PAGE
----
introduction involves software written by one party (the provider
            of the implementation) to be executed under the authority of
            another (the party operating the host software). This opens the
            host party to a variety of "Trojan horse" attacks by the
            provider, or a malicious third party that forges implementations
            under a provider's name. See, for example RFC2046[6], section
            4.5.2 for a discussion of these risks.



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       9. References

       [1]  D. H. Crocker. "Standard for the Format of ARPA Internet Text
            Messages", STD 11, RFC 822, UDEL, August 1982
       [2]  T. Berners-Lee, "Universal Resource Identifiers in WWW. A
            Unifying Syntax for the Expression of Names and Addresses of
            Objects on the Network as used in the World-Wide Web", RFC 1630,
            CERN, June 1994.
       [3]  T. Berners-Lee, L. Masinter, M. McCahill. "Uniform Resource
            Locators (URL)" RFC 1738, CERN, Xerox PARC, University of
            Minnesota, December 1994.
       [4]  R. Fielding, "Relative Uniform Resource Locators", RFC 1808, UC
            Irvine, June 1995.
       [5]  T. Berners-Lee, R. Fielding, H. Frystyk, "Hypertext Transfer
            Protocol -- HTTP/1.0", RFC 1945, W3C/MIT, UC Irvine, W3C/MIT, May
            1996.
       [6]  N. Freed, N. Borenstein, "Multipurpose Internet Mail Extensions
            (MIME) Part Two: Media Types", RFC 2046, Innosoft, First Virtual,
            November 1996.
       [7]  R. Fielding, J. Gettys, J. C. Mogul, H. Frystyk, T. Berners-Lee,
            "Hypertext Transfer Protocol -- HTTP/1.1", RFC 2068, U.C. Irvine,
            DEC W3C/MIT, DEC, W3C/MIT, W3C/MIT, January 1997
       [8]  S. Bradner, "Key words for use in RFCs to Indicate Requirement
            Levels", RFC 2119, Harvard University, March 1997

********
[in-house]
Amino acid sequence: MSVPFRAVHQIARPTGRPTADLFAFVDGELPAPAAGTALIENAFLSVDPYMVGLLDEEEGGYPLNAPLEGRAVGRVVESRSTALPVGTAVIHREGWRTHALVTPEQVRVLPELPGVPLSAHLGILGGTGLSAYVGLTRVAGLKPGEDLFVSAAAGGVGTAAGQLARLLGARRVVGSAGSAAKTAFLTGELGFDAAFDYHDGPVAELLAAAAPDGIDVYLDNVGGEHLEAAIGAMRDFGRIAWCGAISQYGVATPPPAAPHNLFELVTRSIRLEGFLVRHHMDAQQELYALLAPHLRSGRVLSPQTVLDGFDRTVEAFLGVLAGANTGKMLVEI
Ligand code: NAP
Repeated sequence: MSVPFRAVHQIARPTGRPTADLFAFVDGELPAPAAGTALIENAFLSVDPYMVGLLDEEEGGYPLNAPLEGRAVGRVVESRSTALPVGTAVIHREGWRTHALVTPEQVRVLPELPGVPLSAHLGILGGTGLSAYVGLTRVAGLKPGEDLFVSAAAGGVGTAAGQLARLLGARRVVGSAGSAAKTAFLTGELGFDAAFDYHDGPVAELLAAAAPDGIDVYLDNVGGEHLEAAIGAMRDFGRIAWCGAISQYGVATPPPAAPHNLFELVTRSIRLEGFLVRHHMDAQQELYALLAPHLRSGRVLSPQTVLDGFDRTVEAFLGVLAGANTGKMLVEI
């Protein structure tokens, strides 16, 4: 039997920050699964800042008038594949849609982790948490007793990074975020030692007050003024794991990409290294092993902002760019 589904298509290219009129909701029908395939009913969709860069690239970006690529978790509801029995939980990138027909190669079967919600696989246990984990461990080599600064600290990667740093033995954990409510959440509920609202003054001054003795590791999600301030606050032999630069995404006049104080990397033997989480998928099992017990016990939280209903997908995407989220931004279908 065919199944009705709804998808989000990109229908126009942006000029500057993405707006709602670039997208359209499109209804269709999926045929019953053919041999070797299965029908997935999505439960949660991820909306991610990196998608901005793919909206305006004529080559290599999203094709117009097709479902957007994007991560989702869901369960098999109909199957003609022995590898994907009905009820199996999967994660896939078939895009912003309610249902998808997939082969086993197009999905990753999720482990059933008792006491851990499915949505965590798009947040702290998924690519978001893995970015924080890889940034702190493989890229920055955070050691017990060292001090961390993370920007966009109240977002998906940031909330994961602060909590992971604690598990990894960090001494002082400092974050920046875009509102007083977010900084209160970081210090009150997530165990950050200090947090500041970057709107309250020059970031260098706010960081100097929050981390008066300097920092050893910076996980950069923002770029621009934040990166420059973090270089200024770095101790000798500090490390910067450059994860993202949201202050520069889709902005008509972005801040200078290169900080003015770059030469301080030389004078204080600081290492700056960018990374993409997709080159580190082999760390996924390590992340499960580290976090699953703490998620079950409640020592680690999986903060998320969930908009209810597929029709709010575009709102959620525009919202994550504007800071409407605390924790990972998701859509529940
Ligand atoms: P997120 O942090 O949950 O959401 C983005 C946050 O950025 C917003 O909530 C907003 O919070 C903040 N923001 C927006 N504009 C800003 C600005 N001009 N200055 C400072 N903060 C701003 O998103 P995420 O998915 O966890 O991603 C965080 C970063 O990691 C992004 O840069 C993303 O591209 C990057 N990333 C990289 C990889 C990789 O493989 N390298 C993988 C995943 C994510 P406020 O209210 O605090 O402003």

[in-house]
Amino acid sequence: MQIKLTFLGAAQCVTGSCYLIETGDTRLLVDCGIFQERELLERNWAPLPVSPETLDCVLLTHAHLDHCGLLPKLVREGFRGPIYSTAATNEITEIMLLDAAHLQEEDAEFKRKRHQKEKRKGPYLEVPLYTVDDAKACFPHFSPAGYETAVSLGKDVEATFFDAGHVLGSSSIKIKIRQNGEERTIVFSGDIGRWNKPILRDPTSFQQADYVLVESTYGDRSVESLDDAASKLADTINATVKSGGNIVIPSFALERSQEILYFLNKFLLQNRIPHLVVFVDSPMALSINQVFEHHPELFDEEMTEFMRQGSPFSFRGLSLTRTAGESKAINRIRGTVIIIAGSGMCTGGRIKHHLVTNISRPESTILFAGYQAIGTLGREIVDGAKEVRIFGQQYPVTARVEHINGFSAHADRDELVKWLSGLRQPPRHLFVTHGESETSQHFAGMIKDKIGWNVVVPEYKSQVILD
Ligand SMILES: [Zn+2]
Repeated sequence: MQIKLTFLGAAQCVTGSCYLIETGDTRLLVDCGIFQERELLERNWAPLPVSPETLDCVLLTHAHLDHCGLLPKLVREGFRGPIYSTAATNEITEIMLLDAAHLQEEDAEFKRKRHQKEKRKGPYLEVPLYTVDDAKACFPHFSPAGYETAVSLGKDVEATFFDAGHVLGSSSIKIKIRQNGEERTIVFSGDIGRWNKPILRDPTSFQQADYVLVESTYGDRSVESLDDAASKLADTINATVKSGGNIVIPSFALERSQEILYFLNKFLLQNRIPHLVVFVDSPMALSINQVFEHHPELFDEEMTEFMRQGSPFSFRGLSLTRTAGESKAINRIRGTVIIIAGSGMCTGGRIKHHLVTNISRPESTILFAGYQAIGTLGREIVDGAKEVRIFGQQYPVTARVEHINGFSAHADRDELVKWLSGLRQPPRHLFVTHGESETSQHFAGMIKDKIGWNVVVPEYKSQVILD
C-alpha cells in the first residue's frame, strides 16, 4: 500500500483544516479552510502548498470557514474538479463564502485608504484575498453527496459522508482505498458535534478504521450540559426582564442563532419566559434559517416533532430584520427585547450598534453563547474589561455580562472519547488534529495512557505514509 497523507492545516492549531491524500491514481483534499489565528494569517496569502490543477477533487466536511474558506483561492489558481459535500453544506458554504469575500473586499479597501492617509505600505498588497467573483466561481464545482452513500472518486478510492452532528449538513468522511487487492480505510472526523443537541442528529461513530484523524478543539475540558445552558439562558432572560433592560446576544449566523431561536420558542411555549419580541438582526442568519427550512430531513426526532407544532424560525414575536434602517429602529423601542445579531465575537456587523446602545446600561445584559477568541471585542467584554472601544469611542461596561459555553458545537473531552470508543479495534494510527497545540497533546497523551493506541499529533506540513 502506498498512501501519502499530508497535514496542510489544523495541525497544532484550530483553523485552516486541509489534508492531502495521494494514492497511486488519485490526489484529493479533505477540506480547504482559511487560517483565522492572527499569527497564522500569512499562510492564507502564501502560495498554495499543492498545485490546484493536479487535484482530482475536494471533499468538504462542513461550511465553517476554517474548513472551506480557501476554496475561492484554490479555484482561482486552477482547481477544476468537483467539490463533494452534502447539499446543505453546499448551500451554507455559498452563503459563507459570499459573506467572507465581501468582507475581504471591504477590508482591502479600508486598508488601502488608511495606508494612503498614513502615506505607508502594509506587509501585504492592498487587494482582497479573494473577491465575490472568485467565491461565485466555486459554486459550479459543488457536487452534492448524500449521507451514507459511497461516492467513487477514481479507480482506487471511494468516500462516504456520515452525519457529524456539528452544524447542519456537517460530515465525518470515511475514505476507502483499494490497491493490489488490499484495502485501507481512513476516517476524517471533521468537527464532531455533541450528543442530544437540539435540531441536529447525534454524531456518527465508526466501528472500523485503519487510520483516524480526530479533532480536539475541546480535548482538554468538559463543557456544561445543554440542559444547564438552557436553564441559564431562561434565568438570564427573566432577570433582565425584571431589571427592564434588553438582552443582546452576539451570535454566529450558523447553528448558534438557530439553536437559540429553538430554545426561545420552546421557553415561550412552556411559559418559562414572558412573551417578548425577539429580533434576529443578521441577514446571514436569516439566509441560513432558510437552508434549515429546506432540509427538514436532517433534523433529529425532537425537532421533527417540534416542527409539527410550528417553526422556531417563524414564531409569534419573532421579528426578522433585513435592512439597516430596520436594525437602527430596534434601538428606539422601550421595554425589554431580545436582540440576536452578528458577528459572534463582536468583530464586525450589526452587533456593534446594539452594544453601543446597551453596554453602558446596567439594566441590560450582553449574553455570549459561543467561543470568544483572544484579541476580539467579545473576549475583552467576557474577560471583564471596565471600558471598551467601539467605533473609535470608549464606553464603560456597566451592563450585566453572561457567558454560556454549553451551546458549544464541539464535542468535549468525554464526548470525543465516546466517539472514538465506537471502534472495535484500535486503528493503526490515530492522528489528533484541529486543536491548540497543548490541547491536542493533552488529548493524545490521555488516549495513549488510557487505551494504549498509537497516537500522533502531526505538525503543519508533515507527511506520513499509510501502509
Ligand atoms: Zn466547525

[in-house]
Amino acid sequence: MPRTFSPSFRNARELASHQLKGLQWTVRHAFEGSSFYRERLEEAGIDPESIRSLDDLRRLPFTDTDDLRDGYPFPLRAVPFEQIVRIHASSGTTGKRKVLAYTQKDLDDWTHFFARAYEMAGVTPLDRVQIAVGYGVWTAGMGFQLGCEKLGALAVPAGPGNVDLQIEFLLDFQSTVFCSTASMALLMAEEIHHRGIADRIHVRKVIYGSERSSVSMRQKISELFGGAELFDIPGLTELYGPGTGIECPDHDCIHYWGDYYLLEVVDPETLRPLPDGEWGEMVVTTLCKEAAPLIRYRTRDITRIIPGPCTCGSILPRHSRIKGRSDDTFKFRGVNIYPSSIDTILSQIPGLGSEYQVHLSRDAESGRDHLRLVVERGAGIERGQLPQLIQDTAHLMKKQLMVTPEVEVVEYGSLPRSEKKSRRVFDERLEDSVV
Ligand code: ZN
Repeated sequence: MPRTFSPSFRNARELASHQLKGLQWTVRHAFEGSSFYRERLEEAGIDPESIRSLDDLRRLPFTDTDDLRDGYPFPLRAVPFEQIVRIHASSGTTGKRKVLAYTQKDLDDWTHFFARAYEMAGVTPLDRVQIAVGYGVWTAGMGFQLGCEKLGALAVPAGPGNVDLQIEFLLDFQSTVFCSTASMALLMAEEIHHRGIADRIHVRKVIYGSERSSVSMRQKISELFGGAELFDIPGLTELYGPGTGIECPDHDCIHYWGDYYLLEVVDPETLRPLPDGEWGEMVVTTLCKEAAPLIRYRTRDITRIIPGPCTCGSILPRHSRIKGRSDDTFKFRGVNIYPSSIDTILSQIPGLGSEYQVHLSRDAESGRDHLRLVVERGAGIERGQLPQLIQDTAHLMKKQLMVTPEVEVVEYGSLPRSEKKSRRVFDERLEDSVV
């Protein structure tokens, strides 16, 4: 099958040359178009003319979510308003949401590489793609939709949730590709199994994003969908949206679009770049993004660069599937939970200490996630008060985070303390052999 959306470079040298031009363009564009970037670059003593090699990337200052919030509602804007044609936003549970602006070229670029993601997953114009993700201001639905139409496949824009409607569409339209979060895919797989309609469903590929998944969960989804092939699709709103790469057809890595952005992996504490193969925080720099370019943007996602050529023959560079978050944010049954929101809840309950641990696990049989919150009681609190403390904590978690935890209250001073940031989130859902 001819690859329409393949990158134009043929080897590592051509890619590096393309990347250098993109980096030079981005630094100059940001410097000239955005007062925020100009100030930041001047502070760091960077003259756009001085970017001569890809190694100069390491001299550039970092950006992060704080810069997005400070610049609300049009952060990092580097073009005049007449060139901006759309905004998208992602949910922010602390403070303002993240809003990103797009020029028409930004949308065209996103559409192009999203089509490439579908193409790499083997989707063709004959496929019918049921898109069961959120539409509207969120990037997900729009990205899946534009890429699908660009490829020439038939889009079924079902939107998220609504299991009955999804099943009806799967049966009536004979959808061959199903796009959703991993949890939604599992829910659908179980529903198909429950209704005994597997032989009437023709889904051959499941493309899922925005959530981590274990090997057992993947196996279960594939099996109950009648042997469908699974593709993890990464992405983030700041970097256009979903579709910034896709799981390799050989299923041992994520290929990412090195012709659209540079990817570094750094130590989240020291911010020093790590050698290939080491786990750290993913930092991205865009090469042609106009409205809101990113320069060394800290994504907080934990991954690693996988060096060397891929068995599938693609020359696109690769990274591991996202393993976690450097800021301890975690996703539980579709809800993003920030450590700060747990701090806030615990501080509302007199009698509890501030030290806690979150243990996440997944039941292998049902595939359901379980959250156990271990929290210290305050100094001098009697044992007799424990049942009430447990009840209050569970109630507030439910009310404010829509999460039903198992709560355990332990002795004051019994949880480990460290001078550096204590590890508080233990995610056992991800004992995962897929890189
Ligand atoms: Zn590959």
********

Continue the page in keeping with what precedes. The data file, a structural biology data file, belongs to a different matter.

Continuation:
[9]  Y. Goland et al, "Extensions for Distributed Authoring and
            Versioning", Internet Draft, draft-jensen-webdav-ext-01, 26 March
            1997. This is work in progress.
       [10] H. F. Nielsen, D. Connolly, R. Khare, "PEP - an extension
            mechanism for HTTP", draft-http-pep-05.txt, November 21, 1997

       10. Acknowledgements

       Rohit Khare deserves special recognition for his efforts in commenting
       in the design phase of the protocol. Also thanks to Josh Cohen, Jim
       Gettys and all the people who have been involved in PEP.


       11. Authors Addresses

       Henrik Frystyk Nielsen
       Technical Staff, World Wide Web Consortium
       MIT Laboratory for Computer Science
       545 Technology Square
       Cambridge, MA 02139, USA
       Email: frystyk@w3.org

       Paul J. Leach
       Microsoft Corporation
       1 Microsoft Way
       Redmond, WA 98052, USA
       Email: paulle@microsoft.com


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       Scott Lawrence
       Agranat Systems, Inc.
       1345 Main Street
       Waltham, MA 02154, USA
       Email: lawrence@agranat.com


       Appendices


       12. Summary of Protocol Interactions

       The following tables summarize the outcome of strength and scope rules
       of the mandatory proposal of compliant and non-compliant HTTP proxies
       and origin servers. The summary is intended as a guide and index to
       the text, but is necessarily cryptic and incomplete. This summary